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Now showing items 1 - 16 of 200

  • Tl2LaCl5: Ce, high performance scintillator for gamma-ray detectors

    Hawrami, R.   Ariesanti, E.   Wei, H.   Finkelstein, J.   Glodo, J.   Shah, K. S.  

    This paper reports on a new Ce-doped Tl-based scintillator, Tl2LaCl5 (TLC), for gamma-ray detection. 10 mm diameter crystals have been successfully grown using the vertical Bridgman method. The emission peak of TLC is detected at 383 nm under X-ray excitation. The light yield of TLC is 76,000 ph/MeV. The samples show excellent energy resolution of 3.4% (FWHM) at 662 keV. The non-proportionality is less than 1%, from 32 keV to 1275 keV. The major scintillation decay time is 36 ns. (C) 2017 Elsevier B. V. All rights reserved.
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  • Intrinsic scintillators: TlMgCl3 and TlCaI3

    Hawrami, R.   Ariesanti, E.   Wei, H.   Finkelstein, J.   Glodo, J.   Shah, K. S.  

    Two intrinsic scintillators TlMgCl3 and TlCaI3 with excellent energy resolution and fast scintillation decay are presented. Crack-free transparent crystals were successfully grown by the Bridgman method. The scintillation light yields of TlMgCl3 and TlCaI3 are approximately 30,600 ph/MeV and 42,200 ph/MeV, respectively. Their energy resolutions at 662 keV are 3.7% for TlMgCl3 and 6.2% for TlCaI3. The scintillation decay times of TlMgCl3 are 46 ns, 166 ns, and 449 ns. The scintillation decay times of TlCaI3 are 62 ns, 200 ns, and 1.44 mu s. Under X-ray irradiation, the emission of TlMgCl3 is between 300 nm and 540 nm with the peak at 409 nm. TlCaI3 has a broad emission band between 300 nm and 750 nm. Due to their excellent scintillation properties, these two scintillators can be developed for gamma-ray detection. Additionally, TlMgCl3 is non-hygroscopic. (C) 2017 Elsevier B.V. All rights reserved.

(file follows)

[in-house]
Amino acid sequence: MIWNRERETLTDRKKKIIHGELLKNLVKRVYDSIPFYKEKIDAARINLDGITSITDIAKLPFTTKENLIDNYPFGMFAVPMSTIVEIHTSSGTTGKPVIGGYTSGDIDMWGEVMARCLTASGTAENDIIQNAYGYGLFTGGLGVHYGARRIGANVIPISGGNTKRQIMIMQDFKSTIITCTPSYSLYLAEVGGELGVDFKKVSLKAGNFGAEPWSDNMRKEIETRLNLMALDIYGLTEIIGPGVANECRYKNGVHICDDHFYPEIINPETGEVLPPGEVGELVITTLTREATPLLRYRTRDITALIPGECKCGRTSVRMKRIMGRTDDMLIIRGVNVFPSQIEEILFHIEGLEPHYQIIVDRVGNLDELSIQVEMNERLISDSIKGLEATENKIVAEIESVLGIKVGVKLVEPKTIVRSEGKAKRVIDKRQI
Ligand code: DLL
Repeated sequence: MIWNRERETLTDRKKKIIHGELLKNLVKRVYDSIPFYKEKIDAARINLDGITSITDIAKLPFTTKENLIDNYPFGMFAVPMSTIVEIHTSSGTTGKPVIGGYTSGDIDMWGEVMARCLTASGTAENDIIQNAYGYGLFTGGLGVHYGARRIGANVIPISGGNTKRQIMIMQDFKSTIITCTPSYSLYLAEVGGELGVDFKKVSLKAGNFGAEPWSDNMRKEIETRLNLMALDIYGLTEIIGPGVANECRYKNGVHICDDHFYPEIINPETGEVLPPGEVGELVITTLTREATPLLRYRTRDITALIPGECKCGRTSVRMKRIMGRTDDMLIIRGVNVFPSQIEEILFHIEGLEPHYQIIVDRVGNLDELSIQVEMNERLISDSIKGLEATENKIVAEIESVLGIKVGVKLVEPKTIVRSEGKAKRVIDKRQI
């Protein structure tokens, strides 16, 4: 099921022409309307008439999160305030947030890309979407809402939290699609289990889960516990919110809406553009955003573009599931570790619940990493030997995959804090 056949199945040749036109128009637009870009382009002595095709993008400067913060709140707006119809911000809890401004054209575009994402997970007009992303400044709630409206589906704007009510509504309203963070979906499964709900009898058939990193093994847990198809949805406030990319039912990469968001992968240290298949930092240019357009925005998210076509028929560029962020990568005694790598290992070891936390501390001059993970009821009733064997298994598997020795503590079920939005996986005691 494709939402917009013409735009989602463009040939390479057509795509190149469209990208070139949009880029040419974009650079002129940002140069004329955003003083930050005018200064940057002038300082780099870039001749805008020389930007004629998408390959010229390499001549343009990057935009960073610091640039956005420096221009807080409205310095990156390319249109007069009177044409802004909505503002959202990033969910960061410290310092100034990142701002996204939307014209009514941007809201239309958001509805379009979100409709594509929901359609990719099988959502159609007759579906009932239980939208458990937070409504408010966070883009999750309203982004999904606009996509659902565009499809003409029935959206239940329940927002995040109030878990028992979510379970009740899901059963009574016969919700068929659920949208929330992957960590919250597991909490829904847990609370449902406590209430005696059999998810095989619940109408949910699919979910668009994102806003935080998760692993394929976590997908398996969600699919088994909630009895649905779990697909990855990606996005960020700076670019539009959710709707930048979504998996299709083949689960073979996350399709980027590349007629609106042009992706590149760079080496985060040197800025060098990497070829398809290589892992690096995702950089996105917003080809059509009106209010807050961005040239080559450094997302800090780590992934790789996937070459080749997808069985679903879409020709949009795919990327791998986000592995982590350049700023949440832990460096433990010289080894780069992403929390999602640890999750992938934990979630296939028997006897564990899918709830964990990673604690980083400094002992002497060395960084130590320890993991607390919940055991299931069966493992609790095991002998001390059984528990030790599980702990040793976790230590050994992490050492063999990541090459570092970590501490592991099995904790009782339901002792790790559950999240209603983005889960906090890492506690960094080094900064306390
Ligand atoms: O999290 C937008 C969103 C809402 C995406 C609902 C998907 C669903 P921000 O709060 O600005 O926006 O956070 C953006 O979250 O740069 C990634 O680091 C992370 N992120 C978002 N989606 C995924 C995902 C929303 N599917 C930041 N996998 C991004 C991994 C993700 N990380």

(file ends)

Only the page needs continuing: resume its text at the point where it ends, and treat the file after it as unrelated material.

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  • TI2LiYCI6: Large Diameter, High Performing Dual Mode Scintillator

    Hawrami, R.   Ariesanti, E.   Wei, H.   Finkelstein, J.   Glodo, J.   Shah, K.  

    Tl2LiYCl6:Ce (TLYC) is a recently discovered dual mode gamma-ray and neutron scintillator. So far small crystals of this composition have been studied, but for, practical applications with affordable price, large-scale crystals are required. In this work, we present successful efforts to grow crack-free single crystals with sizes up to emptyset1" X 5.5". A variety of experimental techniques were employed to investigate the scintillation properties. A emptyset1" X 1.2" TLYC cylinder has a light yield of 25,000 ph/MeV, and its energy resolution is better than 4% at 662 keV. The gamma equivalent energy (GEE) produced by thermal neutron is 1.89 MeVee, along with a neutron induced light yield of 47,000 ph/n. Pulse shape discrimination (PSD) between gamma-rays and neutrons has been successfully shown with a current Figure-of-Merit (FOM) of 2.4. This article explores the crystal growth, scintillation properties, and potential applications of TLYC.